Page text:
BFI London Film Festival: Suffragette Premiere

Directed by Sarah Gavron
Starring Carey Mulligan, Helena Bonham Carter, Anne-Marie Duff, Brendan Gleeson, Ben Whishaw and Meryl Streep

by Ella Jean

On the opening night of the 59th BFI London Film Festival, Leicester Square held the premiere of Suffragette starring Carey Mulligan, Meryl Streep, Helena Bonham Carter, Anne-Marie Duff, Brendan Gleeson, Romola Garai and Ben Wishaw. (Wow, what a cast!)

The premiere was an emotional event with advocacy groups holding signs that lined the carpet to show their support and draw attention to their messages. “50:50 Parliament” and “Sisters Uncut” were at the premiere with their own chants of “David Cameron take note: Dead women can’t vote!”. Their voices blended in with the soundtrack music from the film being played through the speakers, with recorded voices recreating the suffrage songs of the day.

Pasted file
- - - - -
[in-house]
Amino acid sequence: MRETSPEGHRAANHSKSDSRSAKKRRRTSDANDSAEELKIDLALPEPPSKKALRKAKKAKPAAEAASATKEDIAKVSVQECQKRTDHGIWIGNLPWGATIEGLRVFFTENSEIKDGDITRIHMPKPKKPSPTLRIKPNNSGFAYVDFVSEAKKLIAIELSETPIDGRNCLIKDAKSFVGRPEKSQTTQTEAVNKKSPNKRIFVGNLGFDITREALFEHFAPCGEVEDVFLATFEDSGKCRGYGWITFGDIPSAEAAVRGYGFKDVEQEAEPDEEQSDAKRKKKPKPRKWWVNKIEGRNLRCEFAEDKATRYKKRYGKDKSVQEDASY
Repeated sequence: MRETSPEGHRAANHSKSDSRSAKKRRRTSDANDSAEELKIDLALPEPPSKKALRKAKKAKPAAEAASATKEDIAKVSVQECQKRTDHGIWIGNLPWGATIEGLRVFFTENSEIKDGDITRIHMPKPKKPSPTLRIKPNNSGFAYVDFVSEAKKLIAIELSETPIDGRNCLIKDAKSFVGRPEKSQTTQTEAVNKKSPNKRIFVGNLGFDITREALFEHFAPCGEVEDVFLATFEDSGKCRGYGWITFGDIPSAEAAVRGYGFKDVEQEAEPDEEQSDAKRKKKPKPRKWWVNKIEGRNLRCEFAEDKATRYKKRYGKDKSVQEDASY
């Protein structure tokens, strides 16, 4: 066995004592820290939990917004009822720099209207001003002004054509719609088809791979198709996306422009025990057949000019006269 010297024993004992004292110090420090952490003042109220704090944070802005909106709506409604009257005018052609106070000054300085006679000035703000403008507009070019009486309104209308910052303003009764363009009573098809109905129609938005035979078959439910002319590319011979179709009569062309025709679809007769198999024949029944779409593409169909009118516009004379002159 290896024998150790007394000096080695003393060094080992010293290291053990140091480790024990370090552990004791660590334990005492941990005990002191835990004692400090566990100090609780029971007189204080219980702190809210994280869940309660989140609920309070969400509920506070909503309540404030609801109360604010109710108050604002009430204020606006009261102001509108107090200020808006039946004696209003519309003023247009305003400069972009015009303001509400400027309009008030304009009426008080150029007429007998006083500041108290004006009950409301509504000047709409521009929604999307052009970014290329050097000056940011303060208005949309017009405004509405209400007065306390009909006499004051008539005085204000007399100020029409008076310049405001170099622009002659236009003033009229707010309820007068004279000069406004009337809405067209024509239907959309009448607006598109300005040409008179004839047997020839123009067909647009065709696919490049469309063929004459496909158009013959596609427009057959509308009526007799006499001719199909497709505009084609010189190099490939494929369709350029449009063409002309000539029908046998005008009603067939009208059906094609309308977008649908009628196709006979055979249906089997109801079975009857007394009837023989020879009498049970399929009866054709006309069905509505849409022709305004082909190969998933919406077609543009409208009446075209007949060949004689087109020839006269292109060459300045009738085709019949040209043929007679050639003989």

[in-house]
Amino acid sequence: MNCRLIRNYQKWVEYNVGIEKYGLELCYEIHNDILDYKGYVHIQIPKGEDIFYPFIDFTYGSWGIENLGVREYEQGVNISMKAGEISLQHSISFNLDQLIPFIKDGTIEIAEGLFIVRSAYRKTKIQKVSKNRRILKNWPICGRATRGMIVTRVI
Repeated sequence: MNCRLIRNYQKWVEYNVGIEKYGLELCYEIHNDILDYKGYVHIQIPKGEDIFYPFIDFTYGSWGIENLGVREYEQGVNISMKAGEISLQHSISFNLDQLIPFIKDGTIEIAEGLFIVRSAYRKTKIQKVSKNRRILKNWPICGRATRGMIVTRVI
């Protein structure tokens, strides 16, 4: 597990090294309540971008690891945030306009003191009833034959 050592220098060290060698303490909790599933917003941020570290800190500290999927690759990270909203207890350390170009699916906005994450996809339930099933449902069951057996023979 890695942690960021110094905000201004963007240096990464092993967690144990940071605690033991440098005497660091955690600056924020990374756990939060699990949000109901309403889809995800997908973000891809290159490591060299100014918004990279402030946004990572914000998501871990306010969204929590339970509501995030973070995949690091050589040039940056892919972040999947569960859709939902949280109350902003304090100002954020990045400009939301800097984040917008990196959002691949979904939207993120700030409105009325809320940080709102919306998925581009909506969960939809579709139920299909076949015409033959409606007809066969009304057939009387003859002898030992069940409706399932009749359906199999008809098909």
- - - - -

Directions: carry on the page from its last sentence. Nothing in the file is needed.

Just before the stars rolled up to the carpet, domestic violence awareness group Sisters Uncut stormed the barriers and laid down on the red carpet. Something so emotional couldn’t have been planned, and although security wasn’t too happy, the ladies showed off exactly what every interviewer had planned to ask: “Do you think this story is still relevant?”. Erm.. Duh!

Sarah Gavron, the director of the film said that her and writer Abi Morgan looked at the “ordinary working woman” to inspire the script of the film.  “We looked at how much they had to lose, how hard they fought and how working women are often overlooked in history when they’re often the vanguard of change.”

Carey Mulligan posed for a picture with a sign for 50:50 Parliament and guest of the screening John Hurt posed for selfies with the fans lining the carpet. The most special guests were Helen and Laura Pankhurst, the great and great great grand-daughter of Emmeline Pankhurst (played by Meryl Streep). They seemed quite positive about the displays that took place. “That’s what they did, that’s what the suffragettes did, they were noisy, they shouted, they made a nuisance of themselves. I think they’d be thrilled that we had this,” said Laura Pankhurst.

Her mother Helen Pankhurst said, “I’m convinced that young women in particular are going to watch this film and it’s going to make them think.”

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